What gives a city its feel, what gives a city its personality? A Radiolab episode on “Cities” uncovers what gives a city its walking speed:
On the high end you’ve got the Dubliners who take on average (10.76 steps to cover 60 feet). Compare that with to Buchanan, Liberia whose walkers covered the same distance in about 21 seconds. In football terms, by the time the Dubliner has scored a touchdown, the guy from Buchanan is somewhere around midfield. (~9:00)
That’s Bob Levine’s research, where he explains how he measures time as it relates to the feel or rhythm of a city. To figure this out, he measures the percentage of people wearing watches, bank tellers’ speed at making change, the speed of people talking (numbers of syllables per second). Does the city do this rhythm to its people or do people do it to a city, Jad Abumrad and Robert Krulwich ask. They go on to talk to two physicists from the Santa Fe Institute who reveal that every city has an underlying “beat” and knowing that they can predict — accurately — a whole range of statistics.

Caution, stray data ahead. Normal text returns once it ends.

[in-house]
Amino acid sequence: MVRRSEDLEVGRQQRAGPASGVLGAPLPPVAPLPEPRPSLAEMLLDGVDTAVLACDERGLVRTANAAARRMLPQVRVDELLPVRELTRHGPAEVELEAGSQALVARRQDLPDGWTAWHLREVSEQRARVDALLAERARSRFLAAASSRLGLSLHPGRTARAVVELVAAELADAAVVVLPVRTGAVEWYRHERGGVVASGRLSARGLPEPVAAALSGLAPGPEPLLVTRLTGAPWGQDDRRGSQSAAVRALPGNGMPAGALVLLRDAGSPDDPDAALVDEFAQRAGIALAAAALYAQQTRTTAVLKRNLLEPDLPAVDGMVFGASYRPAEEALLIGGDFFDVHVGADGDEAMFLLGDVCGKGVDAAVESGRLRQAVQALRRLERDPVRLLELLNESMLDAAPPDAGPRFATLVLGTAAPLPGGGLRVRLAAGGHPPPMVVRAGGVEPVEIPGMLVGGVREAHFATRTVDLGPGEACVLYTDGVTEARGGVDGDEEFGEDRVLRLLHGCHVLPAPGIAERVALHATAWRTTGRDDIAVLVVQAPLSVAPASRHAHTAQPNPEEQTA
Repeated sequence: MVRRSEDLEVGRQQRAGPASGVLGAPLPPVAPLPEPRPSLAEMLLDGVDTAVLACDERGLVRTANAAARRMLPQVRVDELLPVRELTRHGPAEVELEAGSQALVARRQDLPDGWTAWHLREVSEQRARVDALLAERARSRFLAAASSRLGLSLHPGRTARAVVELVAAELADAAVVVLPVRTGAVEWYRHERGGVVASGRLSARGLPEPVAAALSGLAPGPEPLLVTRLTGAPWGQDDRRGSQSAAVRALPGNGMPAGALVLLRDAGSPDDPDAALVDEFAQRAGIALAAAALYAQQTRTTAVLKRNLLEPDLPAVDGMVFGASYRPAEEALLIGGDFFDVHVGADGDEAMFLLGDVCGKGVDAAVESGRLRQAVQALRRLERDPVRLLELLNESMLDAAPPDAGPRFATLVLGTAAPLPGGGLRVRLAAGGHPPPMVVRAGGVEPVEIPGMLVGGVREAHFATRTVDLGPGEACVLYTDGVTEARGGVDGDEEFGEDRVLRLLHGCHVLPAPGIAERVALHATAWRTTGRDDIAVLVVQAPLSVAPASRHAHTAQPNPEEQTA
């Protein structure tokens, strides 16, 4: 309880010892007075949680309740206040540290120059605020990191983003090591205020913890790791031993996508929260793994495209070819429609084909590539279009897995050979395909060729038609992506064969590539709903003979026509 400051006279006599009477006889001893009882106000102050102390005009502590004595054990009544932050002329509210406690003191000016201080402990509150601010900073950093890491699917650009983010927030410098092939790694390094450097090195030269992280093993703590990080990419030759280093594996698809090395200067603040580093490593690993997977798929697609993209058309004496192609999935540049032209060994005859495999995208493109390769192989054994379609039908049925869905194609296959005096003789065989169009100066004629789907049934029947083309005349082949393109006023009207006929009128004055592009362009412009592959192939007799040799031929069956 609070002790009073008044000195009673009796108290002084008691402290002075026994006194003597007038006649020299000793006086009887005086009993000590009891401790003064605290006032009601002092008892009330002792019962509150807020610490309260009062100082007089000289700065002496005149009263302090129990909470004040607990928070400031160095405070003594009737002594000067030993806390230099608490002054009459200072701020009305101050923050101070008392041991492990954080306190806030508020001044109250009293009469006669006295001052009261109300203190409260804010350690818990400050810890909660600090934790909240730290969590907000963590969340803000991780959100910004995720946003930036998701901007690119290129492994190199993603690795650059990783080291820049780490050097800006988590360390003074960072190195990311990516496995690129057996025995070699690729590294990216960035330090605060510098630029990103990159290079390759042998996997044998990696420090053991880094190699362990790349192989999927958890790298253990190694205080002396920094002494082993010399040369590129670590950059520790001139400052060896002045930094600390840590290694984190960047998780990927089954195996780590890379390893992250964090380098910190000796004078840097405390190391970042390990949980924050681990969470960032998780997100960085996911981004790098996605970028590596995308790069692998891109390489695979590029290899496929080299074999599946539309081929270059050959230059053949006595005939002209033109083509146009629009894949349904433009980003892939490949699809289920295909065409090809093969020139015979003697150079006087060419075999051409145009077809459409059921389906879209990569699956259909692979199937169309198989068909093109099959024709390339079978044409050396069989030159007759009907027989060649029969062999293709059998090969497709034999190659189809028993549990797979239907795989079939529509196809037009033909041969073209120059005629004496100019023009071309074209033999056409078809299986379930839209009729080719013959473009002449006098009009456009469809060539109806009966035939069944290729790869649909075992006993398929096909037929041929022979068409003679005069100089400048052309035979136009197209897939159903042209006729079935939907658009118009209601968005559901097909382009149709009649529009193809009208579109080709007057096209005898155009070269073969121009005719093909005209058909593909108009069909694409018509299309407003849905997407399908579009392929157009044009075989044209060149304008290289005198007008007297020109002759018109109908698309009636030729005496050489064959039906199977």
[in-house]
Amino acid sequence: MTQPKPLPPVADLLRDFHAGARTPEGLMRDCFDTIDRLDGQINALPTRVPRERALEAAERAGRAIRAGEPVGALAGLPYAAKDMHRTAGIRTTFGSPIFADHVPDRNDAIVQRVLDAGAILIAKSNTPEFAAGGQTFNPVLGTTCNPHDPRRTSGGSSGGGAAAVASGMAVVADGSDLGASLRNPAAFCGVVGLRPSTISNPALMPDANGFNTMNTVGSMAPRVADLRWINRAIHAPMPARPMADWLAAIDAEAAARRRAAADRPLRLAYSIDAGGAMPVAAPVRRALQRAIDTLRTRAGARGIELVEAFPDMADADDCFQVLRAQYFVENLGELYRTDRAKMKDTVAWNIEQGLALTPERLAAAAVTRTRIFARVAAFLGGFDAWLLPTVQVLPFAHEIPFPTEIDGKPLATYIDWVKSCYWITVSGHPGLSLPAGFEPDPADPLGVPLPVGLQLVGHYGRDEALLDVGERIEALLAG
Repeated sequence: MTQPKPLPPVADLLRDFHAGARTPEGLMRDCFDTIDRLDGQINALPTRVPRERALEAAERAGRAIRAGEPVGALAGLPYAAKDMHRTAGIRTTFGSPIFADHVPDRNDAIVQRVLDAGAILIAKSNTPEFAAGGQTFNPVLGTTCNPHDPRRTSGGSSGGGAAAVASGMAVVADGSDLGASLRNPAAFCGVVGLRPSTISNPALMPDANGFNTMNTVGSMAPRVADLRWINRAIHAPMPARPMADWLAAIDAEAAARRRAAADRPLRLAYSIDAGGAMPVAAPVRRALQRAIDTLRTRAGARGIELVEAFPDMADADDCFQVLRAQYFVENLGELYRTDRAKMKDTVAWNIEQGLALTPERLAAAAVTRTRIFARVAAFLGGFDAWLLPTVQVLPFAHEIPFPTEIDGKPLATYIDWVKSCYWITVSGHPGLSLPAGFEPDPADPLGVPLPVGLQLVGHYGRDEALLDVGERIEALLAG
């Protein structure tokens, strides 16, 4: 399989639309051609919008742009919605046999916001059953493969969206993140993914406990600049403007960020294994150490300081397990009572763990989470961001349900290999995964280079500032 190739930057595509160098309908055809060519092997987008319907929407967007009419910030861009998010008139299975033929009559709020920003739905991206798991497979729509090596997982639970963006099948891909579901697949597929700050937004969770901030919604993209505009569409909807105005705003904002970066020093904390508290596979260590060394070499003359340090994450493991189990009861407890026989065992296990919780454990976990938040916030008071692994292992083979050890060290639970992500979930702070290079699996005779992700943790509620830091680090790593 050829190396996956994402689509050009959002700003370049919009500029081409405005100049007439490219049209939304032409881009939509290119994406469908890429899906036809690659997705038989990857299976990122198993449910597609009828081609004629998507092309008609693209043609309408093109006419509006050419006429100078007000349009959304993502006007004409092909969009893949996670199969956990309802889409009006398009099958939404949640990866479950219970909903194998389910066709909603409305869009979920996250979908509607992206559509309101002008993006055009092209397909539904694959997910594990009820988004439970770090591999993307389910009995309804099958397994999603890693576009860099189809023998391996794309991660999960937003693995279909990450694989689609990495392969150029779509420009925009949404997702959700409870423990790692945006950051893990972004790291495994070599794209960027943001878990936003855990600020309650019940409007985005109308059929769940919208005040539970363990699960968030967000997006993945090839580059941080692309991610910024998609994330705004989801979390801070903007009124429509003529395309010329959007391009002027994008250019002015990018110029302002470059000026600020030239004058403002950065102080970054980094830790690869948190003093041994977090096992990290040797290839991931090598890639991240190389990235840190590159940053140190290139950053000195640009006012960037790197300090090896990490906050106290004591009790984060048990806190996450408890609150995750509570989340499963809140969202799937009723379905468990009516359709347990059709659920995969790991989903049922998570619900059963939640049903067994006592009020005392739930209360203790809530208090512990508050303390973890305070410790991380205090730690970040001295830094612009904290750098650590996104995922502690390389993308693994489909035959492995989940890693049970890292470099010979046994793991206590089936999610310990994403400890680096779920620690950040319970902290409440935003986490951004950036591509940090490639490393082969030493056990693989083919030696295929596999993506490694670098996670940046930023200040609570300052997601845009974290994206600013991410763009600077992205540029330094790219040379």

I’ll stop there, as with any Radiolab episode, they can’t be summarized, but must be listened to, felt, done so with a sort of odd, singular attention. Either way, don’t miss this episode on your ride to wherever you’re headed today.